The best place for your home fire pit is solidly on the ground or a cement patio. Fire pits on deck are not ideal, but if you’re determined to add one to yours, it may be possible. Of course, you’ll need to check with the local City or Country Codes to make sure. There are also many things you need to consider to make it work.
Table of Contents
Local City Or County Codes
Many codes stipulate that open flames are not permitted on a wood deck and not within 20 to 30 feet of your home. If they are allowed, there will be ordinances in place to dictate the use of open flames, including specifics about fire pits on decks. Check local ordinances regarding open flames in a residential setting. Learn what you need to be legal, so you don’t face fines.
Talk with your insurer about how your insurance premiums might be affected if you put a fire pit on your home deck. In areas prone to wildfires, many insurers require notification if you plan to add a fire pit.
Choosing The Right Fire Pit For Your Deck
If the City or County Code gives the all-clear, you can decide what type of fire pit you’ll use on your home deck. A gas-fueled fire pit will provide the lowest fire risk. A properly installed gas fire pit doesn’t produce sparks that can ignite nearby surfaces. Look for gas fire pits that will work in your home area.
If you’re using a fire burning pit on a deck, choose common seasoned hardwoods like black locust, oak, and hickory to minimize sparking. Steer clear of softwoods like pine, fir, and spruce. It is not safe to place a wood-burning fire pit on decking made of wood, composite, or vinyl materials unless approved by the manufacturer and city code and placed on top of a non-combustible base.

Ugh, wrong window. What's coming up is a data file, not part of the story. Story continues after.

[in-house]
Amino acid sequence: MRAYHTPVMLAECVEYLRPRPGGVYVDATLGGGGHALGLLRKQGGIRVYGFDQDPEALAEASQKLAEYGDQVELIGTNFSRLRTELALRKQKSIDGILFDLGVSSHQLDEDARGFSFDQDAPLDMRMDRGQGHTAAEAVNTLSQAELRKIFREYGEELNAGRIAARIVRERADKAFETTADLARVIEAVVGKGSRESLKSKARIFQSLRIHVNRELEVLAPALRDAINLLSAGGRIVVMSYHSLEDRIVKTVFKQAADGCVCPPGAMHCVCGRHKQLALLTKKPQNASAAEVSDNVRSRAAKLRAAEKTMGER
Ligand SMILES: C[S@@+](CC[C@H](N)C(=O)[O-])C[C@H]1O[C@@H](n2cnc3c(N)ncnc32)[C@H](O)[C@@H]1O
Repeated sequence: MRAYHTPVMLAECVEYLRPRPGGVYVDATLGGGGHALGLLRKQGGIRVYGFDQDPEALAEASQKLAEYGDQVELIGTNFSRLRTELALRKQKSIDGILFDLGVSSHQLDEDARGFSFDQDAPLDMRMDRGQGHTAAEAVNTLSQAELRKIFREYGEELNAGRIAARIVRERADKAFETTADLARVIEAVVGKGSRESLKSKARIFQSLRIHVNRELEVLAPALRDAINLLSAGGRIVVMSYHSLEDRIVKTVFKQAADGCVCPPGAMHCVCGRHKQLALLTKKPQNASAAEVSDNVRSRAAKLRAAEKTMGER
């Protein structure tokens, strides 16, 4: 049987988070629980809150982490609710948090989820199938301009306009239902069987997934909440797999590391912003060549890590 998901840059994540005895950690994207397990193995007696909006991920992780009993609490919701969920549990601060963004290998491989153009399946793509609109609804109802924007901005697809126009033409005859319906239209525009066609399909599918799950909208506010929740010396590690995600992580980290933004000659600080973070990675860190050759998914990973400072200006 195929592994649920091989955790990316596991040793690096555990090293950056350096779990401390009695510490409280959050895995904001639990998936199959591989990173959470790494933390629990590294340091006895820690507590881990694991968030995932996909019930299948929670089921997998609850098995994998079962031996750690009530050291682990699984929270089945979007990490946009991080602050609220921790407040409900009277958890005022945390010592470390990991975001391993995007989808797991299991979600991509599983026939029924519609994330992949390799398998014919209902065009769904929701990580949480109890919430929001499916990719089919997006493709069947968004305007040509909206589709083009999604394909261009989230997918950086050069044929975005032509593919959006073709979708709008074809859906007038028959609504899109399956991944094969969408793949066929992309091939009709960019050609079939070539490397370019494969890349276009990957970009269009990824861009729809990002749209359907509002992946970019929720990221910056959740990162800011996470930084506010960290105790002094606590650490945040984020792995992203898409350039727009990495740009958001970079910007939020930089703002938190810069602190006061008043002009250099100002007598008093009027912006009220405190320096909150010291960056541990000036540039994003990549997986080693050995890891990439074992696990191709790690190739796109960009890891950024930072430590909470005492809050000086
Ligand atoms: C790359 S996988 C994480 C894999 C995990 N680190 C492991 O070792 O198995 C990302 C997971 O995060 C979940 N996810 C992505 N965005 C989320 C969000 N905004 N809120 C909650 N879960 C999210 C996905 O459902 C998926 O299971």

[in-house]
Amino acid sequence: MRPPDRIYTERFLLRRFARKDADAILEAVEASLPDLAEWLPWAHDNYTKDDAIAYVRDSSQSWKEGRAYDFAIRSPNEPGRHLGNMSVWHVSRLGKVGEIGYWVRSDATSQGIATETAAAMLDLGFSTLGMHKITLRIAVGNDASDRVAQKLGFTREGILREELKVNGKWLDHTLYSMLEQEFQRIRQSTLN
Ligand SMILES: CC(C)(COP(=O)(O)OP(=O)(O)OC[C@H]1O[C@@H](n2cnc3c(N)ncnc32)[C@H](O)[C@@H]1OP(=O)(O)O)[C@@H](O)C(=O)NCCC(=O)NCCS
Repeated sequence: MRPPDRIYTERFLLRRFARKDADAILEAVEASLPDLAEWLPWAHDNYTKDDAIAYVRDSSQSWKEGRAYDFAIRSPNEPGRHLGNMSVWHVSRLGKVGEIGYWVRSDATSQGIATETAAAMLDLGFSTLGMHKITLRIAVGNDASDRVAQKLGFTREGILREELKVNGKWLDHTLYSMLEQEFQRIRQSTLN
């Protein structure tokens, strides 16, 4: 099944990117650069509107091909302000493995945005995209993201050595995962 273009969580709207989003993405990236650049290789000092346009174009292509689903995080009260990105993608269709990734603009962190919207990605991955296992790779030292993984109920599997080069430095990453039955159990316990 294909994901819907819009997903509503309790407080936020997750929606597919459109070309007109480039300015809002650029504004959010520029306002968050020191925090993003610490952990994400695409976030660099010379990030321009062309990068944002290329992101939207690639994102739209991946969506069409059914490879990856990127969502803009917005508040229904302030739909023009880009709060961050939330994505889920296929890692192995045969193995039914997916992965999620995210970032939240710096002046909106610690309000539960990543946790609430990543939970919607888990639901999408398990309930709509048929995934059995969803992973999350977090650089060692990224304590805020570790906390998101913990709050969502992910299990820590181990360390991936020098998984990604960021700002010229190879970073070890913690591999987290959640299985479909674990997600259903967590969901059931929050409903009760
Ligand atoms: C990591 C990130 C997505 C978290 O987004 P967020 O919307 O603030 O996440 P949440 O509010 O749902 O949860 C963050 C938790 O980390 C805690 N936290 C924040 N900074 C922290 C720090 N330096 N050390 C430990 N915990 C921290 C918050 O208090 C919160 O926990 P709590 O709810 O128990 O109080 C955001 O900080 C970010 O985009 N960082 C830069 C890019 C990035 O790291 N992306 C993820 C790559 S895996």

If a non-combustible base is not used, sparks and embers can fly out, land on the deck, and potentially start a fire. Pits also produce radiant heat, making the pit itself very hot. This heat can transfer to the deck surface and start a fire.
Stone or concrete decks are the safest surfaces for any fire pit.
Concerns Related To Fire Pits On Decks
Having a wood fire pit on a deck holds the risk that sparks and flying embers can ignite nearby surfaces. An unnoticed spark landing on dry leaf bits wedged between deck boards or clinging to the roof can be the start of a large blaze, even after you’ve doused the fire pit. Many fire pits sit low to the ground producing enough radiant heat to damage the deck surface beneath.
The other main concern is whether your deck is strong enough to support the fire pit, especially if building a custom gas-fitted pit. If you’re doing the work yourself and you’re not sure, make sure to check with a local contractor before commencing construction. Try to find someone with expertise in fire pit design. Depending on the complexity of your plan, you may need to consult with a structural engineer.
Wood Burning Fire Pits On Decking
If you want to use a wood-burning fire pit on a flammable deck, start by creating a no-burn zone beneath and around the fire pit. Position wood burning fire pits away from furniture, railings, or plants that could catch fire. Install some flame-resistant surface to hold the fire pit and catch sparks.
Using Your Deck
When incorporating a fire pit on your deck at home, you need to consider placement and seating. Consider the chairs you’ll place around the fire pit. If you tend to use your deck as a dining area, place your fire pit nearby, but not in the outdoor dining area. Leave ample room for shuffling chairs around, as well as for people to move freely behind them. You may need to expand your deck size. Plan for an additional 6 feet of space on each side of the deck fire pit for every access, whether using a built-in model or a freestanding portable model fire pit.